Suky talks on the subject of submitting candidates who are already in your client’s database, and how to avoid this problem altogether at the outset.
Hi I’m Suky from Professional Selection. Today I’d like to talk about what you as a recruiter can do if you’ve interviewed a fantastic candidate
for one of your clients, and you go to present them and client says: “Thank you very much, he’s already in our database you’re not allowed to represent
him.” And then they subsequently pick up the phone and they call the candidate in for an interview.
Well simply put that’s wrong. You’ve done all the work in attracting that candidate, not to mention all the cost involved with that. Most recruiters, in
fact 99% of recruiters will say to a candidate “This is a company we’re presenting you to, have you applied to them previously?” Most people are
honest they’ll say yea or nay. Now they may have applied without realizing that they applied to that company, or it may have been two three years ago.
You certainly can’t expect him to remember. They may have applied through an online portal that didn’t give the company name. It could have been one of
these job boards. There’s just a number of different reasons why that might happen. So what can you do?
Well I’m going to back up a second and say when you engaged with that client and when you were signing terms this is a question you need to ask and you need to
understand the boundaries. What is that timeframe going to be and it’s got to be part of your terms and conditions on paper. So I would say 6 to 12 months.
Personally speaking longer than 12 months, no. People’s careers move on, people’s skill sets develop, a number of different things could happen.
If you are going to consider longer than a 12-month period here I would suggest you negotiate and look at the overall deal. There may be other areas in
which case you’re you’re happy to to give 18 months, whatever the case may be. So if you do that, this problem won’t arise.
Now, you’re a hiring manager. Your agency recruiter has presented a candidate to you that’s in your database from two years ago or 18 months ago.
I understand you spent all this money on employer branding, marketing, attracting candidates, and they’re in your database now. But you know what?
You’ve done nothing with them.
What is your candidate engagement strategy? What have you done to stay in touch with that candidate over the course of, as I said, from the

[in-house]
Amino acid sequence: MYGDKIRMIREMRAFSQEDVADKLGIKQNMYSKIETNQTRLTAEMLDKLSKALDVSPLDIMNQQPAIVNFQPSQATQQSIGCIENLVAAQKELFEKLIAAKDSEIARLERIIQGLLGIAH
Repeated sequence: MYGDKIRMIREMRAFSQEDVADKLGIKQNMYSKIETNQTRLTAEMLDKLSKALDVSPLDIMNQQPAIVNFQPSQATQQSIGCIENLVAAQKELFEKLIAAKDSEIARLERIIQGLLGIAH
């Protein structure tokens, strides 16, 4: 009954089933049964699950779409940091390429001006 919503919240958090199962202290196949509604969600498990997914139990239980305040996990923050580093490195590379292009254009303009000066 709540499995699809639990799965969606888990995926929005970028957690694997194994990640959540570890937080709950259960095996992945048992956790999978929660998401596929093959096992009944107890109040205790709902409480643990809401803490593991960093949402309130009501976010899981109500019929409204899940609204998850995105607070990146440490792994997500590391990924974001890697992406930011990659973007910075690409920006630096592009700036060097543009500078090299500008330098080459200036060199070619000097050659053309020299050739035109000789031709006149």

day they’ve applied? Are you constantly engaged with them? Have you got, is there a monthly touch, quarterly what is it? Because if you’ve got that
touch then the candidate is still aware of you. So the candidate would have told the agency: “Actually yeah I’m still talking to them.”
So at the end of day you could say “no I’m not paying for that candidate, I’m not going to allow that agency to represent that candidate”, you
could pick up the phone and call the candidate and get them in for an interview. But what message have you sent that candidate when you’ve kicked
out the agency, the recruiter that originally engaged them?
Yes there are some people out there that are just going to worry about getting the job and then they don’t care that the agency recruiter has been
mistreated here. But most people will look at it and say “hmm that’s an integrity thing, why is that recruiter that I’ve built a relationship no
longer allowed to represent me?”
Anyhow, I’m sure there’s many different opinions here but if there’s one thing I’m saying, advising all agency recruiters to do is when you
are signing those initial terms and conditions, get this in writing. Agree a timeframe. If you take that one step it avoids all these problems.
If you’re an internal recruiter and you spent all this money on employee engagement, branding, then put a strategy together to stay in touch with
those candidates. So you’re able to then, when the relevant role comes up, you’ll still be first to mind and they’re first in mind for you.
As always would love to hear your opinions, and thanks for listening.